Bike riding continues to grow in New York, but the City’s curbside bike rack program has been shrinking.
Everyone wants to talk about Citi Bike, e-bikes, and scooters, but the humble curbside bike rack requires serious attention from City Hall and the City Department of Transportation.
CityRacks — the program that installs public bike racks along city streets — has been one of the bedrock city government programs supporting everyday bike riders since 1996.
People need places to lock bikes for shorter and longer stays, and the hassle of finding an odd sign pole or scaffolding support can even put someone off from using a bike for easy trips or errands. Well-sited curbside bike racks organize parked bicycles and keep sidewalks and bus stops free of obstruction.
Following a burst from 2010 to 2013, when over 3,500 racks were installed in 12 months, installation of new CityRacks has unfortunately been in a downtrend for the past 5 years. Only 800 were installed during the 2018 fiscal year.
am New York spotlighted the trend last week, but the city hasn’t explained why CityRack installation has slowed even as the bike lane network and the number of cyclists across the city continue to expand rapidly.
The Mayor’s Management Report – i.e. city government’s annual performance report card – does indicate that the “desired trend” for CityRack installation per year is “up,” and we agree!
Bike New York hopes to help CityRacks expand faster in coming years. We are working on a policy proposal to bring curbside bike parking to more of the city more quickly.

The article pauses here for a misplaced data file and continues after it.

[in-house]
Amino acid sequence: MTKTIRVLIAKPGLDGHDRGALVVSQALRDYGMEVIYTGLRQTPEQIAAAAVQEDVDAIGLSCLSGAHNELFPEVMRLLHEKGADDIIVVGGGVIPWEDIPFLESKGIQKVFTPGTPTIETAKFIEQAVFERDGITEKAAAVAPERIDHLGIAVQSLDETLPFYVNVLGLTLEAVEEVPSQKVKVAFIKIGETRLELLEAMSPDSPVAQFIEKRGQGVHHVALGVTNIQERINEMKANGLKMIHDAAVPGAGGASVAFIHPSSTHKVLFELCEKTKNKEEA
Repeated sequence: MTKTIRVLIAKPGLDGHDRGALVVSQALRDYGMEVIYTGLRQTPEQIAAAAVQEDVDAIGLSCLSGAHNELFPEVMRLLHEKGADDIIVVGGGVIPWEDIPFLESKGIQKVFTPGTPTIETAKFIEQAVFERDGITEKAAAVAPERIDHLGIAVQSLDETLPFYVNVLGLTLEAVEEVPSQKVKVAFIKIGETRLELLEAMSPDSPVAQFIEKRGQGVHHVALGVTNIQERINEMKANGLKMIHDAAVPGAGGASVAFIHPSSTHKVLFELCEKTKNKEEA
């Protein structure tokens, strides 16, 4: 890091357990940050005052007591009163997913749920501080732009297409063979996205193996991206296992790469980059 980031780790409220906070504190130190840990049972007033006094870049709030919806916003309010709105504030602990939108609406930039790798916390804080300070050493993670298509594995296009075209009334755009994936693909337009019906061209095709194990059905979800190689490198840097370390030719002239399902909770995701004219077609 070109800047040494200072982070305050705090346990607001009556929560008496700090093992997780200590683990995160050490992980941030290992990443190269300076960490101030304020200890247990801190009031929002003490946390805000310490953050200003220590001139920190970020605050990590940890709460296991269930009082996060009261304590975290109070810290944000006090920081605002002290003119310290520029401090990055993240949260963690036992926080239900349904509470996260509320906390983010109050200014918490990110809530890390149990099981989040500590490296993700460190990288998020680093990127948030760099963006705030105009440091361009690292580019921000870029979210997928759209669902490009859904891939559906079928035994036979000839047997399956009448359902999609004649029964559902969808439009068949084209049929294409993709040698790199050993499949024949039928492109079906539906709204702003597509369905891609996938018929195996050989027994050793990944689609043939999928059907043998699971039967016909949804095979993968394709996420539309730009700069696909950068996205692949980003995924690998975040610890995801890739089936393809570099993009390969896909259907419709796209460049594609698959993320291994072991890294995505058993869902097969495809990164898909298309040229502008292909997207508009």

Several main points the policy will cover:
- Pairing CityRacks’ popular (indeed, vastly oversubscribed) “request-a-rack” approach with a larger strategic program aimed at installing large numbers of racks quickly at key sites like transit stations, schools and other significant locations
- A standard that would ultimately lead to CityRacks on every block in NYC, in numbers corresponding to building density and activity
- A long-overdue update to online data on CityRacks locations and numbers, and to city policy on bike rack installation
We’ll also try to see what we can find about funding for the program, to determine if that has played in a role in declining per-year installation.
On-street bike racks are neither the last word or nor the only game in town for bike parking. Indoor, parking garage, and other forms of more secure bike parking can be essential for commuting to work. But CityRacks was one of New York City’s first systematic commitments to getting around by bike. It offers great convenience for bike riders and better streetscapes for everyone where the racks are available, and there are still nowhere near enough racks across the five boroughs. Bike New Yorkers think it deserves more attention and further development by city leaders.